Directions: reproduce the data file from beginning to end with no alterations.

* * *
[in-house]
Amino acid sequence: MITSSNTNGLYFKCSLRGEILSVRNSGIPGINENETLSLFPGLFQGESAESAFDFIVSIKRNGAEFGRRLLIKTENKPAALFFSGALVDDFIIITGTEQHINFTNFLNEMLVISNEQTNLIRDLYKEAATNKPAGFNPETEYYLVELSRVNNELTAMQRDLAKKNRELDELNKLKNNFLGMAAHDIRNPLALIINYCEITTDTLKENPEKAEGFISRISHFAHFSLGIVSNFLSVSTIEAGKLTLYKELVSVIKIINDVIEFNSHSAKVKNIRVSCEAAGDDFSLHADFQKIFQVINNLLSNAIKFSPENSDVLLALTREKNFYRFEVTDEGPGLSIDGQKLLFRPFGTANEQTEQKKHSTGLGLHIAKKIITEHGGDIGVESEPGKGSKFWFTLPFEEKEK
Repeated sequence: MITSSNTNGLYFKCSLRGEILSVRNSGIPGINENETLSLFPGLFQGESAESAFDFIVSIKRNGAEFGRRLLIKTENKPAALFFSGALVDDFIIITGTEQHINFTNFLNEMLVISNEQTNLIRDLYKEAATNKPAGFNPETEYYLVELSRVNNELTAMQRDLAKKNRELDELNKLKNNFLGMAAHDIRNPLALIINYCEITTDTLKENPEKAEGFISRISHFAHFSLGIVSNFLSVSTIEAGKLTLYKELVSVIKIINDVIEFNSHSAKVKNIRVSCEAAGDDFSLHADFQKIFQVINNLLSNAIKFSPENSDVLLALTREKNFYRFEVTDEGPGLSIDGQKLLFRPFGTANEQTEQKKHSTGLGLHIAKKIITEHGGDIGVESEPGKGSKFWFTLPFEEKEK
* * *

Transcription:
[in-house]
Amino acid sequence: MITSSNTNGLYFKCSLRGEILSVRNSGIPGINENETLSLFPGLFQGESAESAFDFIVSIKRNGAEFGRRLLIKTENKPAALFFSGALVDDFIIITGTEQHINFTNFLNEMLVISNEQTNLIRDLYKEAATNKPAGFNPETEYYLVELSRVNNELTAMQRDLAKKNRELDELNKLKNNFLGMAAHDIRNPLALIINYCEITTDTLKENPEKAEGFISRISHFAHFSLGIVSNFLSVSTIEAGKLTLYKELVSVIKIINDVIEFNSHSAKVKNIRVSCEAAGDDFSLHADFQKIFQVINNLLSNAIKFSPENSDVLLALTREKNFYRFEVTDEGPGLSIDGQKLLFRPFGTANEQTEQKKHSTGLGLHIAKKIITEHGGDIGVESEPGKGSKFWFTLPFEEKEK
Repeated sequence: MITSSNTNGLYFKCSLRGEILSVRNSGIPGINENETLSLFPGLFQGESAESAFDFIVSIKRNGAEFGRRLLIKTENKPAALFFSGALVDDFIIITGTEQHINFTNFLNEMLVISNEQTNLIRDLYKEAATNKPAGFNPETEYYLVELSRVNNELTAMQRDLAKKNRELDELNKLKNNFLGMAAHDIRNPLALIINYCEITTDTLKENPEKAEGFISRISHFAHFSLGIVSNFLSVSTIEAGKLTLYKELVSVIKIINDVIEFNSHSAKVKNIRVSCEAAGDDFSLHADFQKIFQVINNLLSNAIKFSPENSDVLLALTREKNFYRFEVTDEGPGLSIDGQKLLFRPFGTANEQTEQKKHSTGLGLHIAKKIITEHGGDIGVESEPGKGSKFWFTLPFEEKEK